To prevail on a complaint, the employee need not necessarily prove that the employer's reasons for the adverse action was pretext." While doing so does provide "circumstantial evidence of the mindset of the employer, which may be sufficient to establish by a preponderance of the evidence that his or her protected activity" contributed to the adverse action, such a showing is not required for a complainant to prevail under Section 806. Rather than assess any such pretext evidence as rebuttal evidence to ACL's nondiscriminatory reasons for firing Zinn, the ALJ must "weigh the circumstantial evidence as a whole [which includes any 'pretext' evidence] to properly gauge the context of the adverse action in question."
USDOL/OALJ Reporter at 12-13 (footnotes and citations omitted).
WHERE THERE IS A FAILURE ON PROOF ON AN ELEMENT OF A SOX WHISTLEBLOWER CLAIM, IT IS NOT NECESSARY FOR THE ALJ TO DETERMINE WHETHER THE OTHER ELEMENTS OF THE CLAIM WERE ESTABLISHED
In Klopfenstein v. PCC Flow Technologies Holdings, Inc. , ARB Nos. 07-021, 07-022, ALJ No. 2004-SOX-11 (ARB Jan. 13, 2010), the ALJ had not reached the question of whether the Complainant had engaged in protected activity because the complaint failed on other elements of proof. On appeal, the ARB affirmed the ALJ's findings as supported by substantial evidence. The Complainant filed a motion for reconsideration arguing that the ARB's decision was procedurally inadequate because it had failed to make finding of fact on some facts he contested or rulings of law on some issues. Denying the motion, the ARB reiterated that substantial evidence supported the ALJ's "extensive findings on the issues material to the resolution" of the case. The ARB wrote:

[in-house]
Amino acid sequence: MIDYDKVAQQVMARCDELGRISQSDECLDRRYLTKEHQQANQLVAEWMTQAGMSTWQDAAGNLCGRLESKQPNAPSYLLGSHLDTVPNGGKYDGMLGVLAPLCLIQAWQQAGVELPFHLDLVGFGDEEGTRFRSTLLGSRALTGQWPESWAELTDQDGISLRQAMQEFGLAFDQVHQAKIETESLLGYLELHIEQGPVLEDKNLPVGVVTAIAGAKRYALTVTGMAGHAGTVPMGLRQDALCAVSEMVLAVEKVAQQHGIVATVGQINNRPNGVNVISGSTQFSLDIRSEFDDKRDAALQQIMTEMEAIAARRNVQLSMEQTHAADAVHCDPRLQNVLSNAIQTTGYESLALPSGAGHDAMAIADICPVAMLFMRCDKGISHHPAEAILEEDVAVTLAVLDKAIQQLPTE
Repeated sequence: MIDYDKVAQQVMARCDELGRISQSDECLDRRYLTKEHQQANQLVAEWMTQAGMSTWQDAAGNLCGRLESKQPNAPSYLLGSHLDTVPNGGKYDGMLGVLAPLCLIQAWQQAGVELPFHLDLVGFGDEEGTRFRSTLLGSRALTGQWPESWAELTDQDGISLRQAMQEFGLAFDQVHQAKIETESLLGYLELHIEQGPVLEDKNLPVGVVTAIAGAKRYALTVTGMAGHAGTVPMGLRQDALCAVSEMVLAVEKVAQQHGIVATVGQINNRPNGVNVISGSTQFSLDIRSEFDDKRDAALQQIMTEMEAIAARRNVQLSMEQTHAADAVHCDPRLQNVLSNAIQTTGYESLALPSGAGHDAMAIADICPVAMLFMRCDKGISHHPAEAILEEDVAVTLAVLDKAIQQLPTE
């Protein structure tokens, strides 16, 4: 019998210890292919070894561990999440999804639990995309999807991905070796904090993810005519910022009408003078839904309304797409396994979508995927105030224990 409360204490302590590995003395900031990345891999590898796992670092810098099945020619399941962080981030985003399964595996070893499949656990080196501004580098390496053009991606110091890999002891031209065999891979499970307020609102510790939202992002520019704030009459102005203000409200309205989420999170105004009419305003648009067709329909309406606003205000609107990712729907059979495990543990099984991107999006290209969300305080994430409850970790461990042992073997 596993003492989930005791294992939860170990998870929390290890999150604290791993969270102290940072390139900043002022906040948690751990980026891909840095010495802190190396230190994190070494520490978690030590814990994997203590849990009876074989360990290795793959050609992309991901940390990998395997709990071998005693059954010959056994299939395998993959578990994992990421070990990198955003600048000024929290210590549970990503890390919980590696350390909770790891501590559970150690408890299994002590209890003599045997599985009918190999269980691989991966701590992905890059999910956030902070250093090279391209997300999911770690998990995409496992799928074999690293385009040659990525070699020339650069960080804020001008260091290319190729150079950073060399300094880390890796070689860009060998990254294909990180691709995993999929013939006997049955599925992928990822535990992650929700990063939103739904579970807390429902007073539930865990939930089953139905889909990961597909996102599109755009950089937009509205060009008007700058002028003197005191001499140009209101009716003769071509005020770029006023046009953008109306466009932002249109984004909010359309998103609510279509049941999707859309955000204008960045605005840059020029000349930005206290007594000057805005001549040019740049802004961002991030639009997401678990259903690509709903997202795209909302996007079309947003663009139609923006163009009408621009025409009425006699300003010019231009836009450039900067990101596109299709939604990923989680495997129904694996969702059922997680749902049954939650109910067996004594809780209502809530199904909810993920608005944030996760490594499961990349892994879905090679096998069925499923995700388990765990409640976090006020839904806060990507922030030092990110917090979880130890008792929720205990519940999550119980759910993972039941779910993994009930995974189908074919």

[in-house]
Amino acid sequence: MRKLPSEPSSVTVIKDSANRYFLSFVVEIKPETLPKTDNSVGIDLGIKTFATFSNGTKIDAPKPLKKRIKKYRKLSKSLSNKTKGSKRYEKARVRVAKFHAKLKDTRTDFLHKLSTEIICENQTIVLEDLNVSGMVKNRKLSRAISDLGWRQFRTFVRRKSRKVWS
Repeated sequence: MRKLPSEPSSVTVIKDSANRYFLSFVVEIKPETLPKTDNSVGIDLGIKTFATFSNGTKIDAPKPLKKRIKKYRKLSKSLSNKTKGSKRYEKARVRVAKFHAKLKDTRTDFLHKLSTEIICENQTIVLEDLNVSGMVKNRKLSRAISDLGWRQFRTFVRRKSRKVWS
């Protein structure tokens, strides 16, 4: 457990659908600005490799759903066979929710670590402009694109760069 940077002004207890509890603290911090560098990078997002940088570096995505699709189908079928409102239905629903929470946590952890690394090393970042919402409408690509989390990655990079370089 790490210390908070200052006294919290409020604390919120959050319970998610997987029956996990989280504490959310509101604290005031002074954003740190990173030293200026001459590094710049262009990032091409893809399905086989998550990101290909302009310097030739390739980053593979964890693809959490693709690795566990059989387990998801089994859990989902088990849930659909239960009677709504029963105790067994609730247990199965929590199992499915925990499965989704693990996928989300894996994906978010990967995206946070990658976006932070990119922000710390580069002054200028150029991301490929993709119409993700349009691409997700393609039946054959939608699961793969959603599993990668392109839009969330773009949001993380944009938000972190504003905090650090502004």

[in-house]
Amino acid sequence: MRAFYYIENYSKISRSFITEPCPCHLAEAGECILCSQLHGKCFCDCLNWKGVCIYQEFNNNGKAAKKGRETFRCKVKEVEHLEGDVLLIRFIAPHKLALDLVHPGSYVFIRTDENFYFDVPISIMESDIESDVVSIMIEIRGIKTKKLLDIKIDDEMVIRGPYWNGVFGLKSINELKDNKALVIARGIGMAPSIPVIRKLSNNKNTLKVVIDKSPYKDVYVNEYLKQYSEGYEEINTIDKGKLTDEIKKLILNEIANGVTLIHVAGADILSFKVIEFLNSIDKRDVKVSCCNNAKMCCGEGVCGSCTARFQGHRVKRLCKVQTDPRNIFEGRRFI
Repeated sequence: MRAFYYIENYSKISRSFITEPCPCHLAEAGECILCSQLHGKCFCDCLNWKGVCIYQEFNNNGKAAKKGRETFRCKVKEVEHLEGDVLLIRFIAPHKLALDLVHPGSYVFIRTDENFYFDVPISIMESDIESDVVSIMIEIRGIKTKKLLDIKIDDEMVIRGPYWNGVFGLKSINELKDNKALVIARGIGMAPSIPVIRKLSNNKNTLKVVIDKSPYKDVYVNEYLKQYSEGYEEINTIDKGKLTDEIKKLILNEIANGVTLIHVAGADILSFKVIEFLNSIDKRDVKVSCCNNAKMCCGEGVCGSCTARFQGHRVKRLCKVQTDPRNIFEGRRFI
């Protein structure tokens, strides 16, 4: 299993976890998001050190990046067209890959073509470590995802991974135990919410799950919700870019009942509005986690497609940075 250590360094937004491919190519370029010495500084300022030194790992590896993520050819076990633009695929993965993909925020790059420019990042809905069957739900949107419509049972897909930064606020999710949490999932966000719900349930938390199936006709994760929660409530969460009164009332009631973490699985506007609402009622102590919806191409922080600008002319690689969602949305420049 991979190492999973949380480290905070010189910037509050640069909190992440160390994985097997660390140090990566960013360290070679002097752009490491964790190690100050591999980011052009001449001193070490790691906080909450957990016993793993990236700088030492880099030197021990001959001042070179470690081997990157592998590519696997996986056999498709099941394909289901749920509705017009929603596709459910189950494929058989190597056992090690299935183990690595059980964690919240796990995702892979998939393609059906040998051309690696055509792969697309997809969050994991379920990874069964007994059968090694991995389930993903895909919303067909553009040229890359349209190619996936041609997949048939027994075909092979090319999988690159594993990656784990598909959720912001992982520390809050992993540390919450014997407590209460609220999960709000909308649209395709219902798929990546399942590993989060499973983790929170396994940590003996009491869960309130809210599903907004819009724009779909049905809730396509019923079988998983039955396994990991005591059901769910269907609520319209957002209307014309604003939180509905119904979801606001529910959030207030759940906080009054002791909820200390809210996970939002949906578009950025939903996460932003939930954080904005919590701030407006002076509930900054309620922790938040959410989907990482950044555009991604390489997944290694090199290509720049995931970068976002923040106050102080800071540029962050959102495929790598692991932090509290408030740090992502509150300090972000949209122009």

Because a failure of proof on any one element of Klopfenstein's claim means that his entire case must fail, it was not necessary for the ALJ to determine, for example, whether Klopfenstein engaged in protected activity.
Slip op. at 2-3 (citation omitted).
SOX ANALYSIS, GENERALLY
In Bechtel v. Competitive Technologies, Inc. , ARB No. 06-010, ALJ No. 2005-SOX-33 (ARB Mar. 26, 2008), the ARB remanded where the ALJ's decision, although thorough and mostly well reasoned, had applied the wrong legal standards under SOX, which was still a new law when the ALJ rendered her decision. The ARB summed up the proper analysis as follows:
the ALJ should determine whether Bechtel established by a preponderance of the evidence that his protected activity was a contributing factor in CTI's decision to fire him. If Bechtel meets his burden of proof, the ALJ should then determine whether CTI established by clear and convincing evidence that it would have taken unfavorable action against Bechtel absent his protected activity. If CTI meets this burden, then it will avoid liability under the SOX. If CTI does not, and providing that Bechtel has established his protected activity as a contributing factor of his discharge, then the ALJ should consider appropriate remedies under the SOX. See 18 U.S.C.A. § 1514A(c).
USDOL/OALJ Reporter at 7.
ELEMENTS OF SOX CAUSE OF ACTION
The legal burdens of proof set forth in AIR21, 49 U.S.C.A. § 42121(b), govern SOX actions. Accordingly, to prevail, a complainant must prove that: (1) the complainant engaged in a protected activity; (2) the respondent knew that the complainant engaged in protected activity; (3) the complainant suffered an unfavorable personnel action; and (4) the protected activity was a contributing factor in the unfavorable action. Reddy v. Medquist, Inc. , ARB No. 04-123, ALJ No. 2004-SOX-35 (ARB Sept. 30, 2005).
SUMMARY JUDGMENT; COMPLAINANT'S RESPONSIVE BURDEN
A complainant must show the existence of a material issue of fact on an essential element of the SOX cause of action if challenged to do so on a motion for summary judgment. Reddy v. Medquist, Inc. , ARB No. 04-123, ALJ No. 2004-SOX-35 (ARB Sept. 30, 2005).